The main road runs 6.5 miles past the visitor center to Big Spring Canyon Overlook. On the way, you can stop at several nature trails, turn off on four-wheel-drive roads, or take short spur roads to trailheads and Squaw Flat Campground.
Roadside Ruin (0.3 mile round-trip) is on the left, 0.4 mile past the visitor center. A loop trail passes near a well-preserved granary left by Anasazi. A trail guide available at the start tells about the Anasazi and the local plants.
Cave Spring Trail (0.6 mile round-trip) introduces the geology and ecology of the park and leads to an old cowboy line camp. Turn left 0.7 mile past the visitor center and follow signs about one mile to the trailhead. Pick up the brochure at the beginning. Follow the loop clockwise, crossing some slickrock; two ladders assist on the steep sections. Cowboys used the cave as a line camp from the late 1800s until establishment of the park in 1964; the line camp is just 50 yards in from the trailhead.
A road to Elephant Hill Trailhead (6-11 miles round-trip) turns left 2.7 miles past the ranger station. A picnic area is at the base of Elephant Hill, three miles past the campground turnoff and on the scenic drive. Hiking trails lead into wonderful rock forms and canyons from both the campground and picnic areas. Only experienced drivers in four-wheel-drive vehicles should continue past the picnic area up Elephant Hill.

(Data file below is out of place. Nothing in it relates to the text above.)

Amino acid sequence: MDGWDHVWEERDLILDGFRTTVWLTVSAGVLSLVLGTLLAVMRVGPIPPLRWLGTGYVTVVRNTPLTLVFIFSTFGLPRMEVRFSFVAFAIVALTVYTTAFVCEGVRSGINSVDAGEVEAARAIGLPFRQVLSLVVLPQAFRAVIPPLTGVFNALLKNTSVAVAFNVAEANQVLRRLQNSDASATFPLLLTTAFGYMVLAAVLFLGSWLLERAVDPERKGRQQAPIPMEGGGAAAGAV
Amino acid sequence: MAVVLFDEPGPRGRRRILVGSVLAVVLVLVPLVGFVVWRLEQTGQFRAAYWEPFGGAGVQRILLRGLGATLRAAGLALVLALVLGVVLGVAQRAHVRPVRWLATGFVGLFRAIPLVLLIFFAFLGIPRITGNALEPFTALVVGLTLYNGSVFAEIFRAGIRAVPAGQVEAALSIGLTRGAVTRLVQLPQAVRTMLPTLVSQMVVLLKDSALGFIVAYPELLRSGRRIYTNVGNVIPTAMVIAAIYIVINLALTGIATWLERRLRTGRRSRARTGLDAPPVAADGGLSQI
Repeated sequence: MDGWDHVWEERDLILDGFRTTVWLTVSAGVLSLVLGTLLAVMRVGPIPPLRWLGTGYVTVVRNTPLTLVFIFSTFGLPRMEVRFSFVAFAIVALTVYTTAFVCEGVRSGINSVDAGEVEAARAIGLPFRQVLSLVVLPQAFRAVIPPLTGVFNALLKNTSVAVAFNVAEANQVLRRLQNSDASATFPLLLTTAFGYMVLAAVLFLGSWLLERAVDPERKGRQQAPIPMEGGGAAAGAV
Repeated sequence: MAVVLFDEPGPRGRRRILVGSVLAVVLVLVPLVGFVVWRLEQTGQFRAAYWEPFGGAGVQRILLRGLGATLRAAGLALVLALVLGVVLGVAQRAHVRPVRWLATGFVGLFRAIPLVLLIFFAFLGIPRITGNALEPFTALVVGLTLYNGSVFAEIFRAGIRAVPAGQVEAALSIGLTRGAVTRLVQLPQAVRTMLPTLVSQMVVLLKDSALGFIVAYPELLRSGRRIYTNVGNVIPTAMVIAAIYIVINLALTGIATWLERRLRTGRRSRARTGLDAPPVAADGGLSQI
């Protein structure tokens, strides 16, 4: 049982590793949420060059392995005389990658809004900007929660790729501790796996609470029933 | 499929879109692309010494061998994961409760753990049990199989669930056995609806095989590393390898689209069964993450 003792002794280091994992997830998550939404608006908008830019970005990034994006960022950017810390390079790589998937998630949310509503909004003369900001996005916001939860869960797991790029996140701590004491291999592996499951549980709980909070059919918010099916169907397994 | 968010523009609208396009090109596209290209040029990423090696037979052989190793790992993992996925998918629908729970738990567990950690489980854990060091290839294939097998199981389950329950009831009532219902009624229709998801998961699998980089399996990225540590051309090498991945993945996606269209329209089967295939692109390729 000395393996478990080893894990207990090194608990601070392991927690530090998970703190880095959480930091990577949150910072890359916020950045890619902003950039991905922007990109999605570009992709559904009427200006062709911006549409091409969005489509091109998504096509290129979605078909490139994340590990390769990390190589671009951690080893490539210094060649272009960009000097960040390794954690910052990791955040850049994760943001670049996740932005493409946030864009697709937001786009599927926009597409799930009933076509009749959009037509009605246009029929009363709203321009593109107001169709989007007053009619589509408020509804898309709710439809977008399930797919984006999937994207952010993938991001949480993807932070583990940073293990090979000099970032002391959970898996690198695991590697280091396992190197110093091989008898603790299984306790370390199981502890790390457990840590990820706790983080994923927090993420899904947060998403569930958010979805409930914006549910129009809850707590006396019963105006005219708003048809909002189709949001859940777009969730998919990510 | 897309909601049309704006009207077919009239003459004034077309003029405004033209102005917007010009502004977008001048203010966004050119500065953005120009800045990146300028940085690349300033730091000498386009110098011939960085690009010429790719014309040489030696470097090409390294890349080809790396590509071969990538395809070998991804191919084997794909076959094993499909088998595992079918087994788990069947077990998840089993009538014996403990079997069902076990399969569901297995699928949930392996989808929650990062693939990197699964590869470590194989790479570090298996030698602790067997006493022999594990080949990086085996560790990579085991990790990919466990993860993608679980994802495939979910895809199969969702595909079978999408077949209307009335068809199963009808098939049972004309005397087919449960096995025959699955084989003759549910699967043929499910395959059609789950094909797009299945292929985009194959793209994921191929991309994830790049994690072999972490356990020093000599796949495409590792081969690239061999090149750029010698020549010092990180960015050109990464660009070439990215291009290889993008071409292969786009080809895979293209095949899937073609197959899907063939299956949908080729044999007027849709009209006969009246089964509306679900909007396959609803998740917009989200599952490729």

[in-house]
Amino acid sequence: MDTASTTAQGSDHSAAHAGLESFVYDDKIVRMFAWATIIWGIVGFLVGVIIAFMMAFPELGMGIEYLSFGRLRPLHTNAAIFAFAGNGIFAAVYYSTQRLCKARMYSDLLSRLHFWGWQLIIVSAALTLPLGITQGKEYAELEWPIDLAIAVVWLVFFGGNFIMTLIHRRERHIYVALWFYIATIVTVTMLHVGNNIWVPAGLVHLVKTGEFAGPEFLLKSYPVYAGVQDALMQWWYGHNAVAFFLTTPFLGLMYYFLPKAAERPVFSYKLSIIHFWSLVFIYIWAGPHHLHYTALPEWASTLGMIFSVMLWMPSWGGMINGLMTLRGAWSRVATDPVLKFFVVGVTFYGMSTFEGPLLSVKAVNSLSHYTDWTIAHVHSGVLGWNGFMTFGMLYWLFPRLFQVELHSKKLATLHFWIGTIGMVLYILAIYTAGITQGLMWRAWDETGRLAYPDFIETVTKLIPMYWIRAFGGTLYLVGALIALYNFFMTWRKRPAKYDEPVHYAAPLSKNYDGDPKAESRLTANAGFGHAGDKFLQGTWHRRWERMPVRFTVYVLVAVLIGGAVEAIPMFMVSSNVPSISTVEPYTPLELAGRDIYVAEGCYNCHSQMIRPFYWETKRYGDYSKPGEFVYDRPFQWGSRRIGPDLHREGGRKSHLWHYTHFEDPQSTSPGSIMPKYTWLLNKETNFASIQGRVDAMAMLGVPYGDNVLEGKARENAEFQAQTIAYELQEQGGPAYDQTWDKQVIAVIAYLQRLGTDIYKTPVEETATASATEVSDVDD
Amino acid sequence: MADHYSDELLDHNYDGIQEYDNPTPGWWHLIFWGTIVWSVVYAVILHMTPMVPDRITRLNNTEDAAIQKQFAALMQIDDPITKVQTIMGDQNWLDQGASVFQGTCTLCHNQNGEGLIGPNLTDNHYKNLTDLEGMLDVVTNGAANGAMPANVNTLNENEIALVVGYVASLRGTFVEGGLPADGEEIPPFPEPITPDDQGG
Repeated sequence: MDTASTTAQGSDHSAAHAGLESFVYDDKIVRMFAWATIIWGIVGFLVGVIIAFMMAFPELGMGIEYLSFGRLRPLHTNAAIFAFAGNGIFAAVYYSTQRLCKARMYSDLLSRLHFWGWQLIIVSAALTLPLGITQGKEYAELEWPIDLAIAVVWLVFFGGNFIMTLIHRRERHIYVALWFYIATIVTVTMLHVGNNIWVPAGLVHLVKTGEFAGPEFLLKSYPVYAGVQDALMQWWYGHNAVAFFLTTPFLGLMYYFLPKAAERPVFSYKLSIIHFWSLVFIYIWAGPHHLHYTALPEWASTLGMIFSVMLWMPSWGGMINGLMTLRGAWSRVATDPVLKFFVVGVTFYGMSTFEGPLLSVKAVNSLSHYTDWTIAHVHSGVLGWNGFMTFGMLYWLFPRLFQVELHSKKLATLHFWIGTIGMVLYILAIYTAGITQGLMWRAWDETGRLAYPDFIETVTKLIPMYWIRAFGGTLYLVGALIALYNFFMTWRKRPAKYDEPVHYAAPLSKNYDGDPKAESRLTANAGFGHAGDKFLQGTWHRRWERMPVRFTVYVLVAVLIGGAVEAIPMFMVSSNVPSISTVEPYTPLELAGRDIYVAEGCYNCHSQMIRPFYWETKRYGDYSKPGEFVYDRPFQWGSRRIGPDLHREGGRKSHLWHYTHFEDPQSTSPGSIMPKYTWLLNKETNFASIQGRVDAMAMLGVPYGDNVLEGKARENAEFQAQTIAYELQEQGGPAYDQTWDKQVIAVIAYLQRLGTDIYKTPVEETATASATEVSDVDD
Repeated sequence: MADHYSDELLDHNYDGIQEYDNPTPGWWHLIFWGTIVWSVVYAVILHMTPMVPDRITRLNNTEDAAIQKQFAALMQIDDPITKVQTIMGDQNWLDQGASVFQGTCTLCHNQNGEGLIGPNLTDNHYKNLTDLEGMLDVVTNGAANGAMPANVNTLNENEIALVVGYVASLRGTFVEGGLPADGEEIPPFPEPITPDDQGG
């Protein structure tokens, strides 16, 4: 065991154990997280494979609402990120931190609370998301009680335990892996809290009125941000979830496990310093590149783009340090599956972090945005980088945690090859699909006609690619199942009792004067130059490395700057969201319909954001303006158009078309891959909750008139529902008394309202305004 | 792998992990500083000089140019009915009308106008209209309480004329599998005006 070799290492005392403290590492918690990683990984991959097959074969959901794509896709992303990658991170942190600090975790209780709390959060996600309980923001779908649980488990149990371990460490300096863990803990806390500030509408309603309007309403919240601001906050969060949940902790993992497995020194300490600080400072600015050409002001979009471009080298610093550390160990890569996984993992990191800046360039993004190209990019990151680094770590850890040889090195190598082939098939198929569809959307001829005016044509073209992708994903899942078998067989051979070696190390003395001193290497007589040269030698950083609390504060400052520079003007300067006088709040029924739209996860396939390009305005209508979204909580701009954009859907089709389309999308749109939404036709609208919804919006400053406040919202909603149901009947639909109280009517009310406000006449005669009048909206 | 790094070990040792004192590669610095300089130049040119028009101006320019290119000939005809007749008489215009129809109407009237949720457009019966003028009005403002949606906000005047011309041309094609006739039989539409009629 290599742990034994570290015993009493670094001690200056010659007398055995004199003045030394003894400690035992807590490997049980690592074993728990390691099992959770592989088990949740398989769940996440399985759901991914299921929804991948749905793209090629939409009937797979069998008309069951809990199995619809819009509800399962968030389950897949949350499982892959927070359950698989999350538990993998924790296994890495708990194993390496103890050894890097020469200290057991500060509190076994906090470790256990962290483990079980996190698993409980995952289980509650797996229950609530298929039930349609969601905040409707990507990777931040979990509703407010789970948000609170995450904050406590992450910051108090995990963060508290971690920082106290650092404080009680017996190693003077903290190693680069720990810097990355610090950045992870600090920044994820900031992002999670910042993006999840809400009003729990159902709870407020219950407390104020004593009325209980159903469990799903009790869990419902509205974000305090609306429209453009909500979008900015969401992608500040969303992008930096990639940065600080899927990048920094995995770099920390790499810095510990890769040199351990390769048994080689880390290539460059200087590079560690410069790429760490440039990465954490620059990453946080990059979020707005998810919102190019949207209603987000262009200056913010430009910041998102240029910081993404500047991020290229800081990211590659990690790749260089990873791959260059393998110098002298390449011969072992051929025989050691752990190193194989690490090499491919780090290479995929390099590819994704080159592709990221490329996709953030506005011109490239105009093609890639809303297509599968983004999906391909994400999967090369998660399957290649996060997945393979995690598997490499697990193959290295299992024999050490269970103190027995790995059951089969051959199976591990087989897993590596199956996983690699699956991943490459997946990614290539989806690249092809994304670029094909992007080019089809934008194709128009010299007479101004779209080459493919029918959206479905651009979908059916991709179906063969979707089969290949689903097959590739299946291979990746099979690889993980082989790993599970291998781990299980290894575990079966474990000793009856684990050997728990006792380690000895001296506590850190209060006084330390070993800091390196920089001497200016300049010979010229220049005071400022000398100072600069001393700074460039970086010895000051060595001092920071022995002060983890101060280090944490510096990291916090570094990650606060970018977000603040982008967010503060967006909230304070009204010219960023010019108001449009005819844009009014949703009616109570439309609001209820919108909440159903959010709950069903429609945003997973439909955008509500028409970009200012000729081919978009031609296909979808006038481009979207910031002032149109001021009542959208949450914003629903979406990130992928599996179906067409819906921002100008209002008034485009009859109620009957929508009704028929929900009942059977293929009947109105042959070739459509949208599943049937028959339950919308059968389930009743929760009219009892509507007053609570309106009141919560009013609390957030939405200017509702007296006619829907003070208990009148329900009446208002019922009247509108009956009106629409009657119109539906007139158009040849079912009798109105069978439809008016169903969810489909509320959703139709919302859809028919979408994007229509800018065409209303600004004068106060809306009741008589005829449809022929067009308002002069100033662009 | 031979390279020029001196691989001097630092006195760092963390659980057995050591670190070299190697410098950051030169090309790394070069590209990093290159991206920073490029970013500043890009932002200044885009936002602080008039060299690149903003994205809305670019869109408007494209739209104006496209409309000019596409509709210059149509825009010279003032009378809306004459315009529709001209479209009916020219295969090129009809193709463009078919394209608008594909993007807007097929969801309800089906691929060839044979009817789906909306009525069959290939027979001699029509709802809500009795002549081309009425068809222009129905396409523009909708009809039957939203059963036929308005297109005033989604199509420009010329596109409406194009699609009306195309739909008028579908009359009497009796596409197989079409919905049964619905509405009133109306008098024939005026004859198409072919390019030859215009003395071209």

Pothole Point Trail (0.6 mile round-trip) is on the left of the main road five miles past the visitor center. Highlights of this loop hike are the many potholes dissolved in the Cedar Mesa sandstone. A brochure illustrates the fairy shrimp, tadpole shrimp, horsehair worm, snail, and other adaptable creatures that spring to life when rains fill the potholes. You'll also enjoy fine views of distant buttes from the trail.
Slickrock Foot Trail (2.4 miles round-trip) begins on the right 6.2 miles past the visitor center. The loop trail takes you north to an overlook of the confluence of Big Spring and Little Spring Canyons. Hiking is easy and offers good panoramas.
Big Spring Canyon Overlook, 6.5 miles past the visitor center, marks the end of the scenic drive but not the scenery. The Confluence Overlook Trail (10 miles round-trip) begins here and winds west to an overlook of the Green and Colorado Rivers.
© W.C. McRae and Judy Jewell from Moon Utah, 9th Edition